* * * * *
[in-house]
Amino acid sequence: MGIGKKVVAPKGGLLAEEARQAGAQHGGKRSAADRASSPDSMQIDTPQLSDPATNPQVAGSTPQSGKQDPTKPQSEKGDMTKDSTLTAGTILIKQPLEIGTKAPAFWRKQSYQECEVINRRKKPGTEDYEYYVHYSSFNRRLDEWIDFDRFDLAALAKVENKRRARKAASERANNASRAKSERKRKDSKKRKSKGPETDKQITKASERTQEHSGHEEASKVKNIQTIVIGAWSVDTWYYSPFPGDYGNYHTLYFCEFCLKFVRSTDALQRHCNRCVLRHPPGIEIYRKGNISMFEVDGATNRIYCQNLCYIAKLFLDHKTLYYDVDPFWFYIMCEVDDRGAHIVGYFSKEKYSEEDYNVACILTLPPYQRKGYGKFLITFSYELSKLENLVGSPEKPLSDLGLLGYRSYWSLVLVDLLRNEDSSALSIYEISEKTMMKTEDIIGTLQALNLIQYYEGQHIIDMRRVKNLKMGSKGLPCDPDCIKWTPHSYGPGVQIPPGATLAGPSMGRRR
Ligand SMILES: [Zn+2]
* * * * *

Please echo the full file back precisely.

[in-house]
Amino acid sequence: MGIGKKVVAPKGGLLAEEARQAGAQHGGKRSAADRASSPDSMQIDTPQLSDPATNPQVAGSTPQSGKQDPTKPQSEKGDMTKDSTLTAGTILIKQPLEIGTKAPAFWRKQSYQECEVINRRKKPGTEDYEYYVHYSSFNRRLDEWIDFDRFDLAALAKVENKRRARKAASERANNASRAKSERKRKDSKKRKSKGPETDKQITKASERTQEHSGHEEASKVKNIQTIVIGAWSVDTWYYSPFPGDYGNYHTLYFCEFCLKFVRSTDALQRHCNRCVLRHPPGIEIYRKGNISMFEVDGATNRIYCQNLCYIAKLFLDHKTLYYDVDPFWFYIMCEVDDRGAHIVGYFSKEKYSEEDYNVACILTLPPYQRKGYGKFLITFSYELSKLENLVGSPEKPLSDLGLLGYRSYWSLVLVDLLRNEDSSALSIYEISEKTMMKTEDIIGTLQALNLIQYYEGQHIIDMRRVKNLKMGSKGLPCDPDCIKWTPHSYGPGVQIPPGATLAGPSMGRRR
Ligand SMILES: [Zn+2]